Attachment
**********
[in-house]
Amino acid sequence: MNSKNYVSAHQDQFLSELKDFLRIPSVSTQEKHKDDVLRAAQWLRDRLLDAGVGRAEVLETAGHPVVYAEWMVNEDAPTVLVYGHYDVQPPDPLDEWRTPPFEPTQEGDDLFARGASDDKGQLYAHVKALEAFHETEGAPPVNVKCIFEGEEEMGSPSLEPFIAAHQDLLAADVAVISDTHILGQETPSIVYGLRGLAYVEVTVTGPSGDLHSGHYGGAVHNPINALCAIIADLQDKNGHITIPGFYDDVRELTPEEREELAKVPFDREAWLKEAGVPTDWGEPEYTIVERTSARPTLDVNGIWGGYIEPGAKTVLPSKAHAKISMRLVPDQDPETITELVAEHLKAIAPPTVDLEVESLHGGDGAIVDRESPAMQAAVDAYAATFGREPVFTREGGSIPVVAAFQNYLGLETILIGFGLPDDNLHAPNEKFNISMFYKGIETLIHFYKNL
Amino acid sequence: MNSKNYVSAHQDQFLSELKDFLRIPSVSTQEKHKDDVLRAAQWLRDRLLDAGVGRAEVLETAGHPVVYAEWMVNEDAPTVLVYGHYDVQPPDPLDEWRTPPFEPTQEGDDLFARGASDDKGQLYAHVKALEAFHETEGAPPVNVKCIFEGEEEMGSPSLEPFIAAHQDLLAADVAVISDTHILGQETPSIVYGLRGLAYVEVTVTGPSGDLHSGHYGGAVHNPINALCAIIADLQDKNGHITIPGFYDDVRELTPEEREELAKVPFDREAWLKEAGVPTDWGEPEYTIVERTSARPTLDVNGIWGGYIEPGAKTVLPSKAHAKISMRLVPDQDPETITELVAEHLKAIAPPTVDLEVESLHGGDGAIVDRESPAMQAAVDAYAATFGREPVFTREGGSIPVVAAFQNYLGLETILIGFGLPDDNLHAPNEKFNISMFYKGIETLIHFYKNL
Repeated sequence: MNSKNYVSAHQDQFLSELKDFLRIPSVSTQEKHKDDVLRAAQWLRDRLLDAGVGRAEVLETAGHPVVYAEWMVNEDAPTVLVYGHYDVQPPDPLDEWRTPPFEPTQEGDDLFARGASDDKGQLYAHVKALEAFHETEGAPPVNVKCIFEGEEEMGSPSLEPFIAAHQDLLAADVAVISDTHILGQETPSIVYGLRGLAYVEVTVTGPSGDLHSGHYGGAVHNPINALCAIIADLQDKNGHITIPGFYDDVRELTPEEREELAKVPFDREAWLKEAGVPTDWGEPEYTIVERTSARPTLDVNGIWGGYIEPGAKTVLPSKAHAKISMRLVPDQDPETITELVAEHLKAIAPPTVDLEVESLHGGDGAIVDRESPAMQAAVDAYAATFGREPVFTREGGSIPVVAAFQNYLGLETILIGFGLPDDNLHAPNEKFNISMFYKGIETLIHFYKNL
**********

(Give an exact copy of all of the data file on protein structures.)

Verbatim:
[in-house]
Amino acid sequence: MNSKNYVSAHQDQFLSELKDFLRIPSVSTQEKHKDDVLRAAQWLRDRLLDAGVGRAEVLETAGHPVVYAEWMVNEDAPTVLVYGHYDVQPPDPLDEWRTPPFEPTQEGDDLFARGASDDKGQLYAHVKALEAFHETEGAPPVNVKCIFEGEEEMGSPSLEPFIAAHQDLLAADVAVISDTHILGQETPSIVYGLRGLAYVEVTVTGPSGDLHSGHYGGAVHNPINALCAIIADLQDKNGHITIPGFYDDVRELTPEEREELAKVPFDREAWLKEAGVPTDWGEPEYTIVERTSARPTLDVNGIWGGYIEPGAKTVLPSKAHAKISMRLVPDQDPETITELVAEHLKAIAPPTVDLEVESLHGGDGAIVDRESPAMQAAVDAYAATFGREPVFTREGGSIPVVAAFQNYLGLETILIGFGLPDDNLHAPNEKFNISMFYKGIETLIHFYKNL
Amino acid sequence: MNSKNYVSAHQDQFLSELKDFLRIPSVSTQEKHKDDVLRAAQWLRDRLLDAGVGRAEVLETAGHPVVYAEWMVNEDAPTVLVYGHYDVQPPDPLDEWRTPPFEPTQEGDDLFARGASDDKGQLYAHVKALEAFHETEGAPPVNVKCIFEGEEEMGSPSLEPFIAAHQDLLAADVAVISDTHILGQETPSIVYGLRGLAYVEVTVTGPSGDLHSGHYGGAVHNPINALCAIIADLQDKNGHITIPGFYDDVRELTPEEREELAKVPFDREAWLKEAGVPTDWGEPEYTIVERTSARPTLDVNGIWGGYIEPGAKTVLPSKAHAKISMRLVPDQDPETITELVAEHLKAIAPPTVDLEVESLHGGDGAIVDRESPAMQAAVDAYAATFGREPVFTREGGSIPVVAAFQNYLGLETILIGFGLPDDNLHAPNEKFNISMFYKGIETLIHFYKNL
Repeated sequence: MNSKNYVSAHQDQFLSELKDFLRIPSVSTQEKHKDDVLRAAQWLRDRLLDAGVGRAEVLETAGHPVVYAEWMVNEDAPTVLVYGHYDVQPPDPLDEWRTPPFEPTQEGDDLFARGASDDKGQLYAHVKALEAFHETEGAPPVNVKCIFEGEEEMGSPSLEPFIAAHQDLLAADVAVISDTHILGQETPSIVYGLRGLAYVEVTVTGPSGDLHSGHYGGAVHNPINALCAIIADLQDKNGHITIPGFYDDVRELTPEEREELAKVPFDREAWLKEAGVPTDWGEPEYTIVERTSARPTLDVNGIWGGYIEPGAKTVLPSKAHAKISMRLVPDQDPETITELVAEHLKAIAPPTVDLEVESLHGGDGAIVDRESPAMQAAVDAYAATFGREPVFTREGGSIPVVAAFQNYLGLETILIGFGLPDDNLHAPNEKFNISMFYKGIETLIHFYKNL